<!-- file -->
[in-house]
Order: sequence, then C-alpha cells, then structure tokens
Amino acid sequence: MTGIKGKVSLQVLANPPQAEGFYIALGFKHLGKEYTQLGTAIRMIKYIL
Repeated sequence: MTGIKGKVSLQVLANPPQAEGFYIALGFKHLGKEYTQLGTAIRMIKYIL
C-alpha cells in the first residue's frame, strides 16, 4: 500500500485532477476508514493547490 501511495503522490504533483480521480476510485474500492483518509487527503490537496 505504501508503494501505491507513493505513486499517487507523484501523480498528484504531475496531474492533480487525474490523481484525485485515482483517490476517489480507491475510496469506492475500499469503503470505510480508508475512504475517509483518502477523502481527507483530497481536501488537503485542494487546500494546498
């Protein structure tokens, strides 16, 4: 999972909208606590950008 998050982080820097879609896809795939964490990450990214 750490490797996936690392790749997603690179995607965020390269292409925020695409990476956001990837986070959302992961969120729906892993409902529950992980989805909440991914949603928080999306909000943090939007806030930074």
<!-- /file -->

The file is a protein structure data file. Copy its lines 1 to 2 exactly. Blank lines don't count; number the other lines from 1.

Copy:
[in-house]
Order: sequence, then C-alpha cells, then structure tokens